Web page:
The walks in this guidebook have been selected from four areas of Snowdonia: Carneddau, Glyders, Snowdon, and the outlying areas of Moelwyns, Eifionydd, Rhinogs, Cader Idris, Arans and Arenigs. Each has its own peculiar charm.
Most first-time visitors congregate around Snowdon. All major paths are well worn and in constant use during weekend and holiday periods. Nevertheless, the scenery around this complex mountain is magnificent. Walks begin by winding pleasantly up valleys or rough grazing land but typically finish on rock ridges poised above cliffs.
The Glyders are the second most popular walking area of Snowdonia. Set among impressive rock scenery, their routes are characteristically short but scrambly. Most of the interest centres on the ridges and rock-walled cwms of their northern side.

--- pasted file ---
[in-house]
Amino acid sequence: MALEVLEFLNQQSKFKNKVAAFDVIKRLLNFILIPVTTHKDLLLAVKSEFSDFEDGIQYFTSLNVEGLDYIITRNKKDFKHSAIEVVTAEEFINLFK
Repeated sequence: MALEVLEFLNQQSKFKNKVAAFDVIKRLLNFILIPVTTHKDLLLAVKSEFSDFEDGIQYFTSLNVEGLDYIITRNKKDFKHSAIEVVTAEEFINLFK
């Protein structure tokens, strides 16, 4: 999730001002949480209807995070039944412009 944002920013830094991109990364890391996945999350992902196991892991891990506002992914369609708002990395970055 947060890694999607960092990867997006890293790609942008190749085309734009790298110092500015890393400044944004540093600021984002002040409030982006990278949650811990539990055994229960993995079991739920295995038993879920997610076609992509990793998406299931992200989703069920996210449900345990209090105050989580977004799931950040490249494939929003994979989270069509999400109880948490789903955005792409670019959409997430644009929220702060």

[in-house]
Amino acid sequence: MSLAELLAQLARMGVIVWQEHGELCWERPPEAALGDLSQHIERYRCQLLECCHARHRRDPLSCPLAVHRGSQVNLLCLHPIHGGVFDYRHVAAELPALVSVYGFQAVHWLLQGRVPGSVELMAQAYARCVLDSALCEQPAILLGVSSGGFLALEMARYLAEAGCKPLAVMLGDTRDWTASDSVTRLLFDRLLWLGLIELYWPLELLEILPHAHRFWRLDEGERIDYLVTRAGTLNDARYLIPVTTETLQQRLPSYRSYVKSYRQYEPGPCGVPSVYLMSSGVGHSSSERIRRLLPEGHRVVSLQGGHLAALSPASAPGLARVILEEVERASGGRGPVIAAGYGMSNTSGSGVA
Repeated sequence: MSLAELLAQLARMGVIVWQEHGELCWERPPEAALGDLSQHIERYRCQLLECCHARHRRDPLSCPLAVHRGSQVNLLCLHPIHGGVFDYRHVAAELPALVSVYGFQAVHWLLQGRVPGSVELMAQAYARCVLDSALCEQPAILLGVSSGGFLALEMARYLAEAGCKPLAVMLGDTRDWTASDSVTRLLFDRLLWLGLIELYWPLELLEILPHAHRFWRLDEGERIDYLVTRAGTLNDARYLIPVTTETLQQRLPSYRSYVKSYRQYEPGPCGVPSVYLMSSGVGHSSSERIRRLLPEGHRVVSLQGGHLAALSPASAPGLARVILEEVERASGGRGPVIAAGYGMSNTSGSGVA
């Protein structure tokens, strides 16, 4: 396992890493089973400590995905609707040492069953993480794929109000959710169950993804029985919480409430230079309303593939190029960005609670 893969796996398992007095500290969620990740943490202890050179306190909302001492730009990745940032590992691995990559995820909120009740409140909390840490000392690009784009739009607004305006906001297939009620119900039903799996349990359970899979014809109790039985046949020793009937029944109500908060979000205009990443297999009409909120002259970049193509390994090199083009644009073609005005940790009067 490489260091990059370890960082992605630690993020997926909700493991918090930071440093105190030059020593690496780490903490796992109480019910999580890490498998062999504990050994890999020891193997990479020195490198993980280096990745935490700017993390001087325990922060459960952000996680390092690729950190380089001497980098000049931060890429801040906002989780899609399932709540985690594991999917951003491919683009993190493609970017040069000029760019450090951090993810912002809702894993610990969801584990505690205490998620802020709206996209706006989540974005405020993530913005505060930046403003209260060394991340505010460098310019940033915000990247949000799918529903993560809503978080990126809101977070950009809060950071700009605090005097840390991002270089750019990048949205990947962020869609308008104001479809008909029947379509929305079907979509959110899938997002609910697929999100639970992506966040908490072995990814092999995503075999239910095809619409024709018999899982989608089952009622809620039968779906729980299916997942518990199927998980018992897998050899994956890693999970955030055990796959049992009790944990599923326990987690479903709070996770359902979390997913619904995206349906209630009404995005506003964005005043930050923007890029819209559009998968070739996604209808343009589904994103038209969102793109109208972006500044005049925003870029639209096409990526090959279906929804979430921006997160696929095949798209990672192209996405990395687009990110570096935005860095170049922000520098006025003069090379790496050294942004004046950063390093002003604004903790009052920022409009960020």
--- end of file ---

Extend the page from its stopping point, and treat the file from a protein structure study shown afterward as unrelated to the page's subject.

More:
The Carneddau occupy a large part of northern Snowdonia. Though lacking the intricacy of the Glyders, they provide magnificent walking over domed summits and barren connecting ridges. As yet only the main ascent routes to Carnedd Llewelyn are heavily used, so there is plenty of opportunity for escape.
Mountains outside the three main areas are lower and generally less rugged. Fences, quarries and pine forests detract from otherwise shapely hills. But there are compensations; apart from a few popular routes most paths are little wider than sheep tracks, while it would be unusual to meet more than a handful of people all day.
Year round walks. In winter Snowdonia can give full-on winter conditions.
Bangor, Betws-y-Coed, Llanberis, Capel Curig, Bala, Dogellau. Of course, Snowdonia is less then 2 hours from Manchester and Liverpool.
The full range of British and Welsh hillwalking difficulty, up to and including Crib Goch (now stay on your feet).
All the best hillwalking routes in the highest parts of Snowdonia, especially the Carneddau, Glyders and Snowdon itself.
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